When Jesus says in the story that she’s living with a man who’s not her husband it doesn’t mean that she’s shacking up with some guy. Not that we should be so judgmental about that anyway. She’s most likely living with her dead husband’s brother which was stipulated in Deuteronomy (remember that Samaritans adhered to the Five Books of Moses) and this all just shows how vulnerable and marginalized this Samaritan woman happens to be.
We can notice that Jesus doesn’t say to her (like the woman caught in adultery in John 8 for instance)—“Neither do I condemn you. Go your way, and from now on do not sin again.” Jesus doesn’t have to tell the Samaritan woman at the well to not sin again because she’s the victim here. The victim of this patriarchal society where she gets passed from one man to another because she’s seen as damaged goods or defective for not having children. The blatant sexism present even when most folks interpret her story today is hard to take.
We have clues that this woman had a hard life because it was the duty of women to get water for the family. Women would typically go twice a day—early in the morning and in the evening when it was cooler. In some parts of the world, this is still the case: the women in Mainalli, India are always the ones to go and fetch the water from wells in town I’ve certainly noticed on my visits to India. Though water fetching is a communal activity that women often do with other women. Meanwhile, our Samaritan woman is there by herself at the well at about noon.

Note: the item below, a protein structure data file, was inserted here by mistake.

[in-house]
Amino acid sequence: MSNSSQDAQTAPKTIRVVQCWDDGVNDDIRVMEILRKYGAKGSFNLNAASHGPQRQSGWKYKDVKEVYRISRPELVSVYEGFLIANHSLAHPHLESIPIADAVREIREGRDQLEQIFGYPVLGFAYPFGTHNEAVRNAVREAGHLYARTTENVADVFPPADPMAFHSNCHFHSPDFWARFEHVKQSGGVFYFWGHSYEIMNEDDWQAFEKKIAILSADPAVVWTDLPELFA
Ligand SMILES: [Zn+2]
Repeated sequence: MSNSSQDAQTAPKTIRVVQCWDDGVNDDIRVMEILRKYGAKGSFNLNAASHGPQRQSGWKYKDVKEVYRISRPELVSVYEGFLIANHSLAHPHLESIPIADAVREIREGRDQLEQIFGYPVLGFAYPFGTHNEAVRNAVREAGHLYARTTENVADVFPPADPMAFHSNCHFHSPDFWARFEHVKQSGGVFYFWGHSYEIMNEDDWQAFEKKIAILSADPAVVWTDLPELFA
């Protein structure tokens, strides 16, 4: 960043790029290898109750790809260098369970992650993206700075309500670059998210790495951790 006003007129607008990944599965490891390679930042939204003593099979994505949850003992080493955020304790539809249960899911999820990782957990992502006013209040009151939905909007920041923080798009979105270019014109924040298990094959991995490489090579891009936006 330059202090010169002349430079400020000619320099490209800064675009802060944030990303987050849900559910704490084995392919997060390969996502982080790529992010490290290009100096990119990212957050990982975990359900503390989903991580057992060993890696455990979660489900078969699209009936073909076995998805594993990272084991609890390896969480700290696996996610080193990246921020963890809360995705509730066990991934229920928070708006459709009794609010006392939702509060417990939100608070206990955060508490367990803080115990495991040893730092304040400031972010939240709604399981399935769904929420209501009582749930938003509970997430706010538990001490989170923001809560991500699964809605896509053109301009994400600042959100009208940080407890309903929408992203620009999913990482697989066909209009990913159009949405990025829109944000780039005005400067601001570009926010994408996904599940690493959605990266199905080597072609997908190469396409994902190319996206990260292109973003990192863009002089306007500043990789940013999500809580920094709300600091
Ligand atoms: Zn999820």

In the heat of the day she’s walking alone to the well. There she encounters Jesus of Nazareth feeling tired out by his own journey. One can imagine her as marginalized within the community of Samaritans who were themselves marginalized within the larger Jewish context. Other women were probably cruel to her—she’s had five husbands and no children, what’s wrong with her? What sin do you think she or her parents committed that led to her fate? Do you think she’s cursed? Women sometimes do incredible damage when we tear down fellow women, still happens today. So this Samaritan woman just doesn’t deal with those petty mean girls who gossip. Instead, she trudges out to the well by herself in the heat of the day to get her water in peace and go back home to an uncertain future awaiting her.